Meeting Electrical Challenges
For Campbell, the tricky part of the technical layout was that, “although it was, in essence, a show in the round, three separate proscenium entrances/exits for the machinery precluded running cable across the floor at those entrances or anywhere along the outside of the perimeter other than along the drape line,” he says. “So it was, in effect, three mostly-identical systems built around a display area.”
Since one MA Lighting grandMA console was placed on each of the three risers for programming, all three zones needed to be networked together “so any programmer could go to any console and talk to any element of the show—conventionals, spot and wash fixtures, strobes, etc.,” Campbell adds. A total of 12 universes were required to accomplish this task with four universes per zone.
The new product introduction ran as a continuous 56-minute video without presenters, except for the very end of the production, creating a continuous digital timeline, unique for a corporate show. The track, conceptualized by Reed, composer Todd McGuire, and video producer James Henley, comprised a six-screen, synched tape roll displayed in 1920×640 resolution. The tape sent out stereo audio and a separate narration track to audio system designer Kelly Epperson of Easy Live Audio, who mixed them and sent the results out to the in-the-round audio system.
“SOS likes to create spectacles where the machines are the stars,” Rees says. “Once the show started, the tape never stopped. It was a logistical challenge to marry a fully-automated show with complex choreography for 37 machines ranging from 400lb lawnmowers to a 50,000lb tractor.”
The show was programmed with three grandMA desks in multi-user mode. UVLD visual media developer Cameron Yeary notes that the team maxed out the networking power of the grandMA. “We employed multi-user mode to program the show with three programmers and ‘worlds’ to confine us to what was in our individual systems. The new iPhone remote helped the technicians and programmers to focus and check parts of the rig without interrupting others, and the bitmap EFX engine controlled the layout of the LEDs covering the truss ceiling grid. Being able to seamlessly go from bitmap EFX to conventional effects and basic cueing is a great feature that not many consoles have.”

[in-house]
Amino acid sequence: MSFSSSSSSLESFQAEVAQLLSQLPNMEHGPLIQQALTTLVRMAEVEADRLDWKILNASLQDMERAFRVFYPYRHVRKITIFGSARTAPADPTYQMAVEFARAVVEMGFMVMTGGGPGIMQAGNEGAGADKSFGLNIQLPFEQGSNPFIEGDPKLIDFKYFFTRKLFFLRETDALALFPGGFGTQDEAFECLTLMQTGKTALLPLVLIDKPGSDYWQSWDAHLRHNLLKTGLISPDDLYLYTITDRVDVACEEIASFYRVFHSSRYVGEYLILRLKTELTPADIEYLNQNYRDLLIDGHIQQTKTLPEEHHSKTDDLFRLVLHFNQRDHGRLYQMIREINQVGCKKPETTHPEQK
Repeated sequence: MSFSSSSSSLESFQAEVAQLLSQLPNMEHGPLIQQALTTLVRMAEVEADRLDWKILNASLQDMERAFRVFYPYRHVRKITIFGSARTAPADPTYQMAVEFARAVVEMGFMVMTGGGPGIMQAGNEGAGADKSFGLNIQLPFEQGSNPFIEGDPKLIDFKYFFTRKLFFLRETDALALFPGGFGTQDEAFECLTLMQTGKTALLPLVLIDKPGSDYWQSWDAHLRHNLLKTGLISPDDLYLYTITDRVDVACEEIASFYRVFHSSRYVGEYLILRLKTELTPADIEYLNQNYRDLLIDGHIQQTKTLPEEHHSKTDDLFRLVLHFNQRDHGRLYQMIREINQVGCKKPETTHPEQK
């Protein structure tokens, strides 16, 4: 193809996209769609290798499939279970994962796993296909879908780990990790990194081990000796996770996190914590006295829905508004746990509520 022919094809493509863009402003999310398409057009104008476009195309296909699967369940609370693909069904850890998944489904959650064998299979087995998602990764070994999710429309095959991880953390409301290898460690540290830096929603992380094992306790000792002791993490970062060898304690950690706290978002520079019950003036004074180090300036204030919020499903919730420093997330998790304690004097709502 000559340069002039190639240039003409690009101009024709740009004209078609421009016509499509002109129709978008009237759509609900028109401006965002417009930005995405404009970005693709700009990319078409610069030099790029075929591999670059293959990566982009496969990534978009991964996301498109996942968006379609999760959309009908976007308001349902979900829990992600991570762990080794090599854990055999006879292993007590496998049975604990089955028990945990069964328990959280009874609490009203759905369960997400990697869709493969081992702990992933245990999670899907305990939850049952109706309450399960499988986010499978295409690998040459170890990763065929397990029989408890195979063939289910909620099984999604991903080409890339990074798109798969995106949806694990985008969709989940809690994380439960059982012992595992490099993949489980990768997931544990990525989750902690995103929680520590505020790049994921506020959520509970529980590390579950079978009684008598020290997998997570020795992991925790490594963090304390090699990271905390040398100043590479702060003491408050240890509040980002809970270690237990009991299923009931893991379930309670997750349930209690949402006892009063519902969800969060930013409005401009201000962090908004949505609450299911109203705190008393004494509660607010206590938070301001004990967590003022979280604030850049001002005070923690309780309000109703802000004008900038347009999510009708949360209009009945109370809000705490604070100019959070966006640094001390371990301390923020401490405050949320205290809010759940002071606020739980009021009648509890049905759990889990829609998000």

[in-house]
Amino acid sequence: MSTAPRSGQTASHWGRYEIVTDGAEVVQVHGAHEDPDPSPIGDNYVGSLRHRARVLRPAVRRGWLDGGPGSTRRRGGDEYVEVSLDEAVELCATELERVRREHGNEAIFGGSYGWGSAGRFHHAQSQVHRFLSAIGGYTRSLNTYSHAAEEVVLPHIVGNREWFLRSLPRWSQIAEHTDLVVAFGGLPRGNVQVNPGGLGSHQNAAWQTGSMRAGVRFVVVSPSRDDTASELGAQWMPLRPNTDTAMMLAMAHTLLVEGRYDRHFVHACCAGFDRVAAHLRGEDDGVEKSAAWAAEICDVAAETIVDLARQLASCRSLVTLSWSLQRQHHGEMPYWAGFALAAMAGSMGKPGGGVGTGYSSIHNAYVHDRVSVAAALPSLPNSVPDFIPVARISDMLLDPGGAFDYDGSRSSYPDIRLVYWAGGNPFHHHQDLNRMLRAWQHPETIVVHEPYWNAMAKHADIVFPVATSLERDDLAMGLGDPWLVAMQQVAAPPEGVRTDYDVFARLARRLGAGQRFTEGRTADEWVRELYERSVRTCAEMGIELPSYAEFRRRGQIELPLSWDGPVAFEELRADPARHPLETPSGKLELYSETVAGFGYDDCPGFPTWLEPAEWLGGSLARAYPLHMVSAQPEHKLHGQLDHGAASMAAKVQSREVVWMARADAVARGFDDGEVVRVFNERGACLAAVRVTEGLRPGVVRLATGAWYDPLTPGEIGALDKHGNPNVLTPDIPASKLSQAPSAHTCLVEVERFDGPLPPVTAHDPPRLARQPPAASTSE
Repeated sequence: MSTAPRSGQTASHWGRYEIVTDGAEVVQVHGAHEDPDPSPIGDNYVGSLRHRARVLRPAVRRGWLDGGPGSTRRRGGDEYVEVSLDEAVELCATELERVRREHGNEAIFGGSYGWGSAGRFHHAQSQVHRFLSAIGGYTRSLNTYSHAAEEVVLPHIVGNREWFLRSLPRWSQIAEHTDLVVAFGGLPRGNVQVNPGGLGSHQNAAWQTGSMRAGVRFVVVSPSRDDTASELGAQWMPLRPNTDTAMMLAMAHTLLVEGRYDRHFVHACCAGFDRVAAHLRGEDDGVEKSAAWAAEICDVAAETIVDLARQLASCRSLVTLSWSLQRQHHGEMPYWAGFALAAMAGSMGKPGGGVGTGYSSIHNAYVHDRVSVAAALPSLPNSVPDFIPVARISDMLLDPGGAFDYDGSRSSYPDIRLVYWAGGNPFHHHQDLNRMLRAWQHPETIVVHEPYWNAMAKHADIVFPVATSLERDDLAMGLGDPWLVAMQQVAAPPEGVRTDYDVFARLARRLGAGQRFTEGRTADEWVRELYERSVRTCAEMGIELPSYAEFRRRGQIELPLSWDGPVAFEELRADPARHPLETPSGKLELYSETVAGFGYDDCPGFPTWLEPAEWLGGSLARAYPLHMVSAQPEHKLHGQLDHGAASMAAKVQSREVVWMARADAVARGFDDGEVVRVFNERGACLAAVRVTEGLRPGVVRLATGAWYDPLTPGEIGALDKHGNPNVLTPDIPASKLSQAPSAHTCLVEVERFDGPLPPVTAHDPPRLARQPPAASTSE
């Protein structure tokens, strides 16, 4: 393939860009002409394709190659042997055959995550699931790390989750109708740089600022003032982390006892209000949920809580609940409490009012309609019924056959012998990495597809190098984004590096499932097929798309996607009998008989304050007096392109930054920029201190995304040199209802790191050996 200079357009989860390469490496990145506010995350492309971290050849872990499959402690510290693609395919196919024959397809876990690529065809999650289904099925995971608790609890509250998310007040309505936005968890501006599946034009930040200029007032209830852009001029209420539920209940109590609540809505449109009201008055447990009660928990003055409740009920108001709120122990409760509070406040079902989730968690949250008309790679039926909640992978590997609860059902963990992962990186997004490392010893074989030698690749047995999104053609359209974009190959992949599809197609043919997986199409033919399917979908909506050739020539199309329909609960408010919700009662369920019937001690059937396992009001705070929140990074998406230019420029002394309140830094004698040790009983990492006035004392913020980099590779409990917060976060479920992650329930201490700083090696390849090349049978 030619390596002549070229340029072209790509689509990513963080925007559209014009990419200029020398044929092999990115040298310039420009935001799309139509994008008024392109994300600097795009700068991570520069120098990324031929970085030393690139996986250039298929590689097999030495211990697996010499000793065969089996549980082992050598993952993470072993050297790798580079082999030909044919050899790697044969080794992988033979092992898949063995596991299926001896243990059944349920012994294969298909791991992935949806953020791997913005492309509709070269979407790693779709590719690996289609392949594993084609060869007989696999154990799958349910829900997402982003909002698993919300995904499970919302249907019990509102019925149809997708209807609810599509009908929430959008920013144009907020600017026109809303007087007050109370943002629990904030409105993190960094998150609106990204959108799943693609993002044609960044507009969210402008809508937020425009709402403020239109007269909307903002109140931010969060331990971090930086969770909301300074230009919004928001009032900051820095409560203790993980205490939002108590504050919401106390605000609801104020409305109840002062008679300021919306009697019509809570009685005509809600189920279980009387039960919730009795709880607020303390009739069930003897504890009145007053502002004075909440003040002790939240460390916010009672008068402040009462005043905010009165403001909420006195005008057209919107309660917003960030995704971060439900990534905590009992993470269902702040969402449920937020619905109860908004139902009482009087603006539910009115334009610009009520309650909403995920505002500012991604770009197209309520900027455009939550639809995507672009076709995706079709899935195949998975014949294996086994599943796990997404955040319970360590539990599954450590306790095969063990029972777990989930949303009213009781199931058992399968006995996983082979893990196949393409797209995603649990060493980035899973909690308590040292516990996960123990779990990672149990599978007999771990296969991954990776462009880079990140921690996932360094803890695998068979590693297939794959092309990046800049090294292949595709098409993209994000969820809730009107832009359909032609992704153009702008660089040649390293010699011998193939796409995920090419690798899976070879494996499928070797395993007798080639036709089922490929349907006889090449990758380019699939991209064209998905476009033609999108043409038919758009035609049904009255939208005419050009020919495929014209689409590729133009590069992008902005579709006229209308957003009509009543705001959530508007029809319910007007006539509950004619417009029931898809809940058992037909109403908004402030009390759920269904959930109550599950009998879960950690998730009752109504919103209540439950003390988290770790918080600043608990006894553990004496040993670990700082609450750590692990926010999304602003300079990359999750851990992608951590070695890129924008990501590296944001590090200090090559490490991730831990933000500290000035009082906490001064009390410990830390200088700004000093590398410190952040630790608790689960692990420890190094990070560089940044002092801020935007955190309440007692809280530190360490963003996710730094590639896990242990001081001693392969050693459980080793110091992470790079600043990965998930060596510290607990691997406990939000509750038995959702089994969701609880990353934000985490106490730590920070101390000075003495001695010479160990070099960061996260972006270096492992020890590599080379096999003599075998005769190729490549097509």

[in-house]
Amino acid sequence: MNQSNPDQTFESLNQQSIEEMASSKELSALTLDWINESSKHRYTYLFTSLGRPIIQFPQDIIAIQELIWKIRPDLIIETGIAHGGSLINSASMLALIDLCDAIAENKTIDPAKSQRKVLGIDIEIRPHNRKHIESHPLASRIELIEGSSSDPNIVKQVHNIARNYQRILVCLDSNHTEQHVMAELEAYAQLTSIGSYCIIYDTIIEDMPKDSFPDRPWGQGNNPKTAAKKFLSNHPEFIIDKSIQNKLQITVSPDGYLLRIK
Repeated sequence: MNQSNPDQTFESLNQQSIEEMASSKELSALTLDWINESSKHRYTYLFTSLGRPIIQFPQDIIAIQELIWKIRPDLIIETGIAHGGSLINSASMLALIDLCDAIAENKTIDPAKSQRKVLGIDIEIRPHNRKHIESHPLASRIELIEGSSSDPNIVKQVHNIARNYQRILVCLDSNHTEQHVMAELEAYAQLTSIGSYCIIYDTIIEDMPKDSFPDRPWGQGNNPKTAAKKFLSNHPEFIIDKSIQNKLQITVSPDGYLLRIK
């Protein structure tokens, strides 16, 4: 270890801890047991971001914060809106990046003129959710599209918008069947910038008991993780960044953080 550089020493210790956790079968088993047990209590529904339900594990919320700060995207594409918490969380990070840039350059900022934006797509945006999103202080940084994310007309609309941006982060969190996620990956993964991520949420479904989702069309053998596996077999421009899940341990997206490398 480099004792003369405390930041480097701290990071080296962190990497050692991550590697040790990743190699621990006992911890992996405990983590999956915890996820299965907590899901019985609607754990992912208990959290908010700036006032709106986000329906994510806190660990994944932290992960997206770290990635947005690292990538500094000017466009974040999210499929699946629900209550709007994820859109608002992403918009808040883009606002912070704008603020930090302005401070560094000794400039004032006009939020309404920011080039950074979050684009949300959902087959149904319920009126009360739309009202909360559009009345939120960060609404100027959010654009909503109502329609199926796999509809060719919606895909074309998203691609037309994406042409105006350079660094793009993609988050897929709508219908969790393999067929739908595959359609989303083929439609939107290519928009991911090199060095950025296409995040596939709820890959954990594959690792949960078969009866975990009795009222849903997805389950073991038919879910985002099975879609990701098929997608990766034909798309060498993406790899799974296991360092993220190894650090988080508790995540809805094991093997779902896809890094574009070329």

UVLD chose the PRG Mbox Extreme as the media server for the project, and PRG was quick to help with additional infrastructure to drive the unique surfaces involved. “The PufferFish had a custom plug-in created by PRG to take care of the spherical requirements needed,” Yeary says. “Both of the Mboxes were triggered by SMPTE to lock to the main screen video and create a seamless video environment.”
He emphasizes that “being able to control these video scenic elements along with the bitmap layout of the LED ceiling truly created a seamless-looking system from floor to ceiling and out to the surrounding video screens. Convergence of video and lighting is always a tricky thing. This was our second time using media servers for this client, and I feel that we really showed them the power of what they can do, from the on-the-fly capabilities of punching up contrast during certain points of the preproduced video to jumping in and out of UVLD content and client content to show variation during portions of the show.”
The in-the-round mapping of the FlexiFlex tiles proved to be a challenge. “We wanted to be able to play back one clip and have it look like it was radiating out of the center of the PufferFish onto the FlexiFlex, but because of the 120º rotation each Flexi panel had from the previous set, it caused the squares to be a bit off,” says Yeary. “This was never really an issue until the client requested a graphic of an arrow with straight edges. I was glad I could position each panel with its own arrow and background to make them appear to have straight lines.”
Sharwell operated all of the show’s automated spot fixtures, as well as 40 Martin Atomic 3000 strobes. “The show was really different from most,” he says. “Because it was all about the tractors, it was pretty much a barrage of reveals from start to finish with few breaks.” More than usual, Sharwell’s chief concern was clean programming and organization. “Since the spot programming is probably the most complex, and I leave before the first show, Dave Rees needed to make sense of what every fixture was doing in every moment of the show. For that reason, I took more time to label cues and organize palettes than I would have for a normal one-off.”